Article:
Of course the impersonal idea is very destructive, it takes away all trade from the priests, churches, and temples. In India there is a famine now, but there are temples in each one of which there are jewels worth a king’s ransom! If the priests taught this Impersonal idea to the people, their occupation would be gone. Yet we have to teach it unselfishly, without priestcraft. You are God and so am I; who obeys whom? Who worships whom? You are the highest temple of God; I would rather worship you than any temple, image, or Bible. Why are some people so contradictory in their thought? They are like fish slipping through our fingers. They say they are hard-headed practical men. Very good. But what is more practical than worshipping here, worshipping you? I see you, feel you, and I know you are God. The Mohammedan says, there is no God but Allah. The Vedanta says, there is nothing that is not God. It may frighten many of you, but you will understand it by degrees. The living God is within you, and yet you are building churches and temples and believing all sorts of imaginary nonsense. The only God to worship is the human soul in the human body. Of course all animals are temples too, but man is the highest, the Taj Mahal of temples. If I cannot worship in that, no other temple will be of any advantage. The moment I have realised God sitting in the temple of every human body, the moment I stand in reverence before every human being and see God in him — that moment I am free from bondage, everything that binds vanishes, and I am free.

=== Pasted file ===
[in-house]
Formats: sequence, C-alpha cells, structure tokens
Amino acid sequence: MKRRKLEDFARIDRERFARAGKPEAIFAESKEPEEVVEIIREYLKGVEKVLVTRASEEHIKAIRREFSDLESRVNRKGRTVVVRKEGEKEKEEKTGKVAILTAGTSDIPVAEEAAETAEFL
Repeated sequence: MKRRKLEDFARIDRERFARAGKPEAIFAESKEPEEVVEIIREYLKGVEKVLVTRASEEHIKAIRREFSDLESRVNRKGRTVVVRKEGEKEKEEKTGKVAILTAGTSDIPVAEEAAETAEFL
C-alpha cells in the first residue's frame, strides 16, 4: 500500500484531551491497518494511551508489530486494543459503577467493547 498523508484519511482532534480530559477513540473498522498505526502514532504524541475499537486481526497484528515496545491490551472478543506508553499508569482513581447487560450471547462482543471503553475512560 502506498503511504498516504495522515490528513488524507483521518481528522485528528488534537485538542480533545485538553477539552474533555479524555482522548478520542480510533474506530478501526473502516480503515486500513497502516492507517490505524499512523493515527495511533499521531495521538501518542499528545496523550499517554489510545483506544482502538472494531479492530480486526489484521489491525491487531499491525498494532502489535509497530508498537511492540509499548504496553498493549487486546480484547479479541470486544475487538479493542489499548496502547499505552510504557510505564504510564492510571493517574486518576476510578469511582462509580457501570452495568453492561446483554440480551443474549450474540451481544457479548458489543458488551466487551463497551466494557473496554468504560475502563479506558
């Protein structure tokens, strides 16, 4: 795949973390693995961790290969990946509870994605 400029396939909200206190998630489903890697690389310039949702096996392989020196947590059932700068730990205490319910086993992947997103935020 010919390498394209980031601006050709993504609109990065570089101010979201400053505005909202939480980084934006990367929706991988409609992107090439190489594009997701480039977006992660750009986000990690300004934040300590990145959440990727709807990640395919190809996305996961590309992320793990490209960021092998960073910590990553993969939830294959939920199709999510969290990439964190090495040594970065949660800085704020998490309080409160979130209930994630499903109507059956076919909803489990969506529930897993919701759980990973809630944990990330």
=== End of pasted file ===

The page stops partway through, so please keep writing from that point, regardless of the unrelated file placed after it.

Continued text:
This is the most practical of all worship. It has nothing to do with theorising and speculation. Yet it frightens many. They say it is not right. They go on theorising about old ideals told them by their grandfathers, that a God somewhere in heaven had told some one that he was God. Since that time we have only theories. This is practicality according to them, and our ideas are impractical! No doubt, the Vedanta says that each one must have his own path, but the path is not the goal. The worship of a God in heaven and all these things are not bad, but they are only steps towards the Truth and not the Truth itself. They are good and beautiful, and some wonderful ideas are there, but the Vedanta says at every point, “My friend, Him whom you are worshipping as unknown, I worship as thee. He whom you are worshipping as unknown and are seeking for, throughout the universe, has been with you all the time. You are living through Him, and He is the Eternal Witness of the universe” “He whom all the Vedas worship, nay, more, He who is always present in the eternal ‘I’. He existing, the whole universe exists. He is the light and life of the universe. If the ‘I’ were not in you, you would not see the sun, everything would be a dark mass. He shining, you see the world.”